In July 2008, the General Accounting Office (GAO) testified to Congress on 15 case studies where WHD failed to investigate complaints. In March, 2009, GAO reported on its follow-up undercover study of WHD requested by the House Committee on Education and Labor. In that report GAO reported “sluggish response times, a poor complaint intake process, and failed conciliation attempts, among other problems.” GAO also identified 20 cases affecting at least 1,160 real employees whose employers were inadequately investigated. GAO concluded that its assessment:
…found an ineffective system that discourages wage theft complaints. With respect to conciliations, GAO found that WHD does not fully investigagte these types of complaints or compel employers to pay. In addition, a WHD policy instructed many offices not to record unsuccessful conciliations in its database, making WHD appear better at resolving conciliations than it actually is. WHD’s investigations were frequently delayed by months or years…3
Following various hearings, testimony by Kim Bobo and others, and the GAO investigations, Congressman George Miller (D-IL) introduced The Wage Theft Prevention Act (HR3303), in July 2009. The proposed law would amend the Fair Labor Standards Act so that the Department of Labor (DOL) can offer stronger protections for workers. The bill will do away with a statute of limitations that limited the DOL to two years to resolve a wage complaint.
The Example of Austin, Texas
A prime example of the “New South,” Austin is the second fastest-growing urban area in the U.S., with extensive new construction in homes, commercial buildings, and infrastructure. The June 2009 Building Austin, Building Injustice report by the Workers Defense Project reflected findings of a year-long study that included surveys with 312 construction workers, seventeen in-depth worker interviews, twenty in-depth interviews with industry leaders, and analysis of existing government data. Among the findings of the report were these:
Wage theft in the Gulf South is not limited to Austin. In New Orleans and in Miami, workers currently are advocating for ordinances to strengthen wage enforcement and protect workers.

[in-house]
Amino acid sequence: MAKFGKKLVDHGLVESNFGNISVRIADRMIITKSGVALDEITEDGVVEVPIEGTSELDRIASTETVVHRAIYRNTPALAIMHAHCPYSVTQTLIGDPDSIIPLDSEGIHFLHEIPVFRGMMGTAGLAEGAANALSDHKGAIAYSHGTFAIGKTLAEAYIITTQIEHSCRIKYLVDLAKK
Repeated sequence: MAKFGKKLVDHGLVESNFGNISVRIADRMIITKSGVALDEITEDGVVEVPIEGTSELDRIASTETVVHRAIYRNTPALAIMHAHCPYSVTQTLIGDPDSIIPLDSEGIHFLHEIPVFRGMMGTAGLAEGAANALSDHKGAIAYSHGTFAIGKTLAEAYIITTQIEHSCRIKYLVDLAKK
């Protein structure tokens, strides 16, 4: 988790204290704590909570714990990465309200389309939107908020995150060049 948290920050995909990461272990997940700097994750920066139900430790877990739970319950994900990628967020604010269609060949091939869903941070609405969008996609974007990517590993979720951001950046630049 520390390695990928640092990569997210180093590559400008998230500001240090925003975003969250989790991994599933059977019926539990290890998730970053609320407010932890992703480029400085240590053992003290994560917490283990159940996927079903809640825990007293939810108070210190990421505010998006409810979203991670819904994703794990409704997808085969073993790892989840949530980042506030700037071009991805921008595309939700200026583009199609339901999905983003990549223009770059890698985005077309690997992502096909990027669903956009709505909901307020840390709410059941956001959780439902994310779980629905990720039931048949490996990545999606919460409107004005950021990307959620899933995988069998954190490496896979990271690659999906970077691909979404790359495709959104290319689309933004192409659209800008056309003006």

Wage Theft among Post-Disaster Workers
A particularly egregious form of wage theft occurs in the confusing, intense rebuilding that occurs in areas trying to recover from disasters. In post-Katrina New Orleans and on the Gulf Coast, widespread abuses by employers were documented by the Southern Poverty Law Center and Interfaith Worker Justice. Four months after Hurricane Ike hit the Houston area, the Houston Interfaith Worker Justice Center reported specific forms and cases of wage theft and worker abuses in Abuse after the Storm: A Report on Hurricane Ike Recovery and Worker Exploitation [December, 2008]. As might be expected, migrating workers are drawn to such areas by employment prospects and are actively recruited by contractors and sub-contractors, too many of whom are unscrupulous and exploitative.
1. Broken Laws, Unprotected Workers—Violations of Employment and Labor Laws in America’s Cities, Annette Bernhardt et al.,  (accessed November 19, 2009).
2. Trends in Wage and Hour Enforcement by the U.S. Department of Labor, 1975-2005, Annette Bernhardt and Siobhán McGrath, Economic Policy Brief, No. 3, September 2005, (accessed November 19, 2009).
3. Wage and Hour Division’s Complaint Intake and Investigative Processes Leave Low Wage Workers Vulnerable to Wage Theft, GAO Highlights, GAO-09-458T, March 25, 2009.